Oliver Twist has been taking care of himself for years, ever since he ran away from his last foster home. Life isn’t great, but at least Fagin makes sure Oliver’s clients pay him what he’s worth. And a night with Oliver is worth quite a lot.
John Brownlow has been searching for Oliver for years. He needs to be sure his old friend’s son is being taken care of, but that’s not all he wants. Oliver has inherited his father’s gift for manipulating energy, a skill that makes him as powerful as he is attractive.
Forced together to fight Monks, a government agent with similar powers, Oliver and John go on the run. If they want to survive, they have to fight back, and that means they need to stop fighting each other. Trusting each other may be the hardest battle of all.
Grim and Sinister Delights is a dark romance series based on classic fairy tales and stories. You will find standalone tales of gay romance that range in darkness and kinks. If you dare to take the challenge, read them all to find yourself lost in a classic that you think you know. These stories are for adult readers and may contain morally ambiguous themes.
Writing as Therapy
A lot of authors use their writing as a form of therapy. I don’t think I’m one of those, at least not consciously. I mean, I absolutely draw on personal emotions to feed the emotions I’m trying to express in my books, and I often gain insight into those feelings after having explored them in a fictional medium…
Let me start again. I, like many authors, use my writing as a form of therapy. Fictional characters and settings are a safe place for me to examine things I’m dealing with in my life. This is valuable!
But writing is also very public, and I’m a very private person. It’s okay, though, because most of the emotional themes I write about are pretty universal. My very first novel (Dark Horse) was about a character trying to recover from the tragic death of a loved one. We’ve all lost people we loved, right? No need to try to figure out exactly which loss was inspiring me, there. Later on I wrote about found families, finding a balance between independence and conformity, risking everything for true love, fear of intimacy… lots of personal stuff, but written about other people. Totally fictional, but also… not.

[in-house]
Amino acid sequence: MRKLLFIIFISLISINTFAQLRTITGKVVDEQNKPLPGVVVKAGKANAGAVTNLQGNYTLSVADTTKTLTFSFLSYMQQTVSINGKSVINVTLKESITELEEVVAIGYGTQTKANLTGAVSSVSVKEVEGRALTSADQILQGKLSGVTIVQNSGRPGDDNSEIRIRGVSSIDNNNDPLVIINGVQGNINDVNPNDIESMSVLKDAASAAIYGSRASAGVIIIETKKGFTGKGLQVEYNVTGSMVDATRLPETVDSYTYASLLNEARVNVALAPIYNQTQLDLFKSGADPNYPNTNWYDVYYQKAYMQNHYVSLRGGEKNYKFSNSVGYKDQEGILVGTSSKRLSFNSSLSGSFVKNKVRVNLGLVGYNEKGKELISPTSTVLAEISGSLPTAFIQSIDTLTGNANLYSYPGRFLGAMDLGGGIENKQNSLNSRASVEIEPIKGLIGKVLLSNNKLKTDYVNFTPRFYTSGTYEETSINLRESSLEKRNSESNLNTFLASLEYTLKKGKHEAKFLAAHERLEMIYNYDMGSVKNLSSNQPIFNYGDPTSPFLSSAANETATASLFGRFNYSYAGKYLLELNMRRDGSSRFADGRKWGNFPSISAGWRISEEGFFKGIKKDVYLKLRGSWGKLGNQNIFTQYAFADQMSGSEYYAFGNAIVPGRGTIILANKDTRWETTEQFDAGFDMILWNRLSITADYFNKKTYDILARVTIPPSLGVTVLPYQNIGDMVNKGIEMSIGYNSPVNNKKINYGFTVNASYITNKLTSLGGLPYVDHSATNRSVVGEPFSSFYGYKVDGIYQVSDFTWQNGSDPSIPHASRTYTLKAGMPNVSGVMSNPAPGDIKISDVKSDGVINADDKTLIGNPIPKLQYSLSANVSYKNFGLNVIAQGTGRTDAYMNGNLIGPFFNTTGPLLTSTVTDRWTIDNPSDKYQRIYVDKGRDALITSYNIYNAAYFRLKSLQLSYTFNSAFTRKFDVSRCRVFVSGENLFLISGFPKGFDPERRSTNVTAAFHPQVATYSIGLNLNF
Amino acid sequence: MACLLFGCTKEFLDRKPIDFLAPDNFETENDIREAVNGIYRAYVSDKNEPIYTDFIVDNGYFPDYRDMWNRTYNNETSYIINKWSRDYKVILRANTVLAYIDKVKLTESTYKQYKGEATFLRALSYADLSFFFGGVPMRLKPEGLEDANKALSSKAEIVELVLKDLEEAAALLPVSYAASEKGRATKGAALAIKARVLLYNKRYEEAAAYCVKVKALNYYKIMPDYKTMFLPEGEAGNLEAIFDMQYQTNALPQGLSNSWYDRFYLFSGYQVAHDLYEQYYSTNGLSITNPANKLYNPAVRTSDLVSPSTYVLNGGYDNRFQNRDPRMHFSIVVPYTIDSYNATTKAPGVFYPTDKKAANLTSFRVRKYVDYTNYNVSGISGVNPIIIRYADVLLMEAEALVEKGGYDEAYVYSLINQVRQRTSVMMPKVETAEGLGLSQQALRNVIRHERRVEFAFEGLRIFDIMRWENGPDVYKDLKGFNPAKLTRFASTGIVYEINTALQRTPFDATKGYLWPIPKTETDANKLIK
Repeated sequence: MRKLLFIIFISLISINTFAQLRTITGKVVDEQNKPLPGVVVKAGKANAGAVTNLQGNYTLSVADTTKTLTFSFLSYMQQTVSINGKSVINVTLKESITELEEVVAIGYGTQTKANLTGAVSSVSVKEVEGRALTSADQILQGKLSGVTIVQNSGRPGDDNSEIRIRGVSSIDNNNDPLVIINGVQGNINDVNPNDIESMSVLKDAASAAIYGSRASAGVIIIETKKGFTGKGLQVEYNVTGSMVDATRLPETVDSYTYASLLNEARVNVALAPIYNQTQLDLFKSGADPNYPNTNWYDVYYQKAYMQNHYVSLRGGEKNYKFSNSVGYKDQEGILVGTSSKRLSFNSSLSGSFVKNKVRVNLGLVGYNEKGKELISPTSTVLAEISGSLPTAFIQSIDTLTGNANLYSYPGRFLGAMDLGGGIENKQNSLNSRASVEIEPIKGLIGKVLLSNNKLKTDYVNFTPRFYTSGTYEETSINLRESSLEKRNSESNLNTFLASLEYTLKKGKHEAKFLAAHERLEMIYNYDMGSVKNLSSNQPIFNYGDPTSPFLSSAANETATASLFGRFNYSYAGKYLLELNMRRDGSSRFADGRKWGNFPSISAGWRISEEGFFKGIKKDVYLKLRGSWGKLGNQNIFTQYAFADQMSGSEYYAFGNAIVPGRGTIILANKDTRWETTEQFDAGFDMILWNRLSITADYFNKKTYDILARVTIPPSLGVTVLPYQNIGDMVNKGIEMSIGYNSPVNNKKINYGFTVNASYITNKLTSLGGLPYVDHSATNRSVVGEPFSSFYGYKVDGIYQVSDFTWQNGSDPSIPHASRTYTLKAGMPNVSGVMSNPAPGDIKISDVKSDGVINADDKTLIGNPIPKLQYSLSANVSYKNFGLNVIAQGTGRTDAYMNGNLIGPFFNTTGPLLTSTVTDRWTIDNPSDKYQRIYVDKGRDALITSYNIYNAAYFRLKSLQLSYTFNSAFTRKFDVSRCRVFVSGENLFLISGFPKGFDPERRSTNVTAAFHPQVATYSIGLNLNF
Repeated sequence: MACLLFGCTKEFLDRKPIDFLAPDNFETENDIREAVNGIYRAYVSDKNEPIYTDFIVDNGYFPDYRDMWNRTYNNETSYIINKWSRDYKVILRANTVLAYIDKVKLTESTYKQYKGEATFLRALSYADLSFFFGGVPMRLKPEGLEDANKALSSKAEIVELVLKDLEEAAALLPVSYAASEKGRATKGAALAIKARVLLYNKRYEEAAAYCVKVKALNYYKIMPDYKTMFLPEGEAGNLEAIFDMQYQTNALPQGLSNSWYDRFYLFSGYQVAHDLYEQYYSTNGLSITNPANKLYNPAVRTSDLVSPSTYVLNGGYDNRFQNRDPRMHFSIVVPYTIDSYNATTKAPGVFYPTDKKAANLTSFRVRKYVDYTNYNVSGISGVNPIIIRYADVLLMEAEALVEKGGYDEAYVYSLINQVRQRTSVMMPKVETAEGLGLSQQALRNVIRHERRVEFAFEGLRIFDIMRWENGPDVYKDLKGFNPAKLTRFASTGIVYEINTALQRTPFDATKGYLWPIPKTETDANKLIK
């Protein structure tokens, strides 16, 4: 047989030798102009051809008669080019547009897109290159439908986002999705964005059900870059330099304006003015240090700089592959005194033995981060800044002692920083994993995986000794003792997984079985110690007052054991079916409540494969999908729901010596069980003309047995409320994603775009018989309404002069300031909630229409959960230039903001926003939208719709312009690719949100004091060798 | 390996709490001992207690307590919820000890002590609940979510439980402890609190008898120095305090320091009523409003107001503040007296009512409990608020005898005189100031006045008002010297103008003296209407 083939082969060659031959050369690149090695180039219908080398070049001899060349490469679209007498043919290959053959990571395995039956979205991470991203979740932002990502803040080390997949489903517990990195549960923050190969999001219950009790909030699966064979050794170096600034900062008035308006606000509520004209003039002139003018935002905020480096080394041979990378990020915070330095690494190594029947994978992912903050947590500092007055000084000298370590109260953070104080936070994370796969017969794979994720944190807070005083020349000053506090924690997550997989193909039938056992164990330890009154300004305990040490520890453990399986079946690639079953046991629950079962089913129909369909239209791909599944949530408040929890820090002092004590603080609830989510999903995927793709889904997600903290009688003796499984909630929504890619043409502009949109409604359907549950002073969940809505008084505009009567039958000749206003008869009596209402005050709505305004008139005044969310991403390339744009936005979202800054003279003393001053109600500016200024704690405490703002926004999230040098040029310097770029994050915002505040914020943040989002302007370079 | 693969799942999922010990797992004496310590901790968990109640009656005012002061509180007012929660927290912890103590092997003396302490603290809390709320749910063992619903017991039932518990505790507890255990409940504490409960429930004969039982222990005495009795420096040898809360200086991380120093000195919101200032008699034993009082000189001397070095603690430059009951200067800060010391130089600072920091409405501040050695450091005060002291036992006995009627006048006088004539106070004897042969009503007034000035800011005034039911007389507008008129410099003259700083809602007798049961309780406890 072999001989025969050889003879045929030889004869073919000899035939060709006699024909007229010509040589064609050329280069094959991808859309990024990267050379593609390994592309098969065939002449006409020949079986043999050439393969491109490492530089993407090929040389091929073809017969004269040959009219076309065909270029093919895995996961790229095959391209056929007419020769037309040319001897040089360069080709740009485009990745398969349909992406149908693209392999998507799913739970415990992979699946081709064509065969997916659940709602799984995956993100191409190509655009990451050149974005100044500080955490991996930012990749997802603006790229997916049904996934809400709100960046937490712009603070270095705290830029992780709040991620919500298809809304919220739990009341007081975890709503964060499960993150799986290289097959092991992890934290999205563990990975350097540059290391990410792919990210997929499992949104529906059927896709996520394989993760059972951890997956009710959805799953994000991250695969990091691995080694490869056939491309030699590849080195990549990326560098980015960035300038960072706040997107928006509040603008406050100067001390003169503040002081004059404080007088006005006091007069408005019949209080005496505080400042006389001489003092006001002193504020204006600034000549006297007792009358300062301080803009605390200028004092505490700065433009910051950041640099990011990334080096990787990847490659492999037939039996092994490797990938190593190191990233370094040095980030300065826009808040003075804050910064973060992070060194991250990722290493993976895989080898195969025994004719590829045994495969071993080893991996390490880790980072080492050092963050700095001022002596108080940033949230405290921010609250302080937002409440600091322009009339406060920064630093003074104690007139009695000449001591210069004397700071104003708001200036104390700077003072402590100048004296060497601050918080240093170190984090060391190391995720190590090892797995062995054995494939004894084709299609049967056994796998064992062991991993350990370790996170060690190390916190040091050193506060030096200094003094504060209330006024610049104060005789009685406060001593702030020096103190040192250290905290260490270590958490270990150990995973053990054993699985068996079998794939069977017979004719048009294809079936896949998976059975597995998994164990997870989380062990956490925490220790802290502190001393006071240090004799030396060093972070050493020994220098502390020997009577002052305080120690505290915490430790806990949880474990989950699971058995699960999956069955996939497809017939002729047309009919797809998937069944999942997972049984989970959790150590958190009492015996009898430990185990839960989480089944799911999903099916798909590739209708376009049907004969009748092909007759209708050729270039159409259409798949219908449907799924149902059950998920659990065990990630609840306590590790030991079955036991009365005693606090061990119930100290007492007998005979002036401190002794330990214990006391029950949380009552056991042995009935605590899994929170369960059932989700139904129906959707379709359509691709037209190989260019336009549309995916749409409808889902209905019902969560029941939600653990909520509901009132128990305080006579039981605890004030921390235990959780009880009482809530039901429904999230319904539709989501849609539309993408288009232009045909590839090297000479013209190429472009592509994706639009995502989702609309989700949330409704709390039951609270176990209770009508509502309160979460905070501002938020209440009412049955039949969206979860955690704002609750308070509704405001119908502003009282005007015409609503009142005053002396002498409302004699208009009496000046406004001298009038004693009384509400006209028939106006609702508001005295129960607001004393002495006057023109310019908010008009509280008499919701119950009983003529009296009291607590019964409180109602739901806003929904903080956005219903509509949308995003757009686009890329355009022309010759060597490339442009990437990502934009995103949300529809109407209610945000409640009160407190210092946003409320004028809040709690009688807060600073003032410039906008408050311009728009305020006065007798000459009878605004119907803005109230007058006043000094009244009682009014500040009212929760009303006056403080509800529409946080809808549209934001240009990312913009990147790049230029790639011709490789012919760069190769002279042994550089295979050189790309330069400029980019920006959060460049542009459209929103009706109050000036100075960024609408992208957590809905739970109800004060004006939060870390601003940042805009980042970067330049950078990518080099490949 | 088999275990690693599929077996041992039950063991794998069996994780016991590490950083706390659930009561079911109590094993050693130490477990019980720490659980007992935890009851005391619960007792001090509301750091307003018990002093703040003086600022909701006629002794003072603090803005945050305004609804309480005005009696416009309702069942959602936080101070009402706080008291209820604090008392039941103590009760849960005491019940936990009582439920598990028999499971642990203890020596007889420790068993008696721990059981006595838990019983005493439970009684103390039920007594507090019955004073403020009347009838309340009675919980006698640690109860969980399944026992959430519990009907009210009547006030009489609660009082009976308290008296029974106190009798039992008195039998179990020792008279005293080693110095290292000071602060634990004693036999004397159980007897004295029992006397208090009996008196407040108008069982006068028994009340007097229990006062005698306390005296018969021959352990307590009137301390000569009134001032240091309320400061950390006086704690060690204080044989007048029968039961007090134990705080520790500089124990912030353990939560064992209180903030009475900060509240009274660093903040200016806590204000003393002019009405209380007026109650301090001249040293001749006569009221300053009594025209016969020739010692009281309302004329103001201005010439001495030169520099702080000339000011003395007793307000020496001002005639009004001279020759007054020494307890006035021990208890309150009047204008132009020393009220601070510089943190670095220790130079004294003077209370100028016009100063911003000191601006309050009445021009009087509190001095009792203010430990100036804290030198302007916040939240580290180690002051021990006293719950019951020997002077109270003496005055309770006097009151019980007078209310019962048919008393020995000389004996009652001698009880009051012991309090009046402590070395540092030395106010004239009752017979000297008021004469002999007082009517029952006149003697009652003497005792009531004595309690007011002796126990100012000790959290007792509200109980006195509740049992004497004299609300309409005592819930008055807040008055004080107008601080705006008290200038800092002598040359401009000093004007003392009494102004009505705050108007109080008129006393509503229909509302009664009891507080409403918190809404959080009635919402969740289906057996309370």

In With a Twist, I’m writing about a runaway-turned-sex-worker-turned-psychic warrior, so obviously I have lots of personal experience with… oh. With none of that, really. But I’m also writing about taking one last chance to have a good life. I’m writing about how hard it is to re-build trust once it’s been destroyed. I’m talking about fighting back and insisting on finding one’s own path. We’re getting back into familiar territory, here! So. Oliver isn’t me, except for when he is. He understands all about playing characters…
Naked Ambition by Lisa Henry, With a Twist by Kate Sherwood, Bound by Sean Azinsalt, True Mate’s Kiss by Rorie Kage, The Elves and the Bondage Daddy by JP Sayle, Pied Piper by Emma Jaye, The Devil Told Me by Alexis Jane, Crimson Painted Snow by Brea Alepoú, Shards of Ice by R Phoenix, Beauty Bound by Megs Pritchard, False Feathers by Adara Wolf, The Rejiorling by Leona Windwalker, Consequences of Crying by Abigail Kade, A Merman’s Tale by MD Gregory, The Black Sea by Dora Esquivel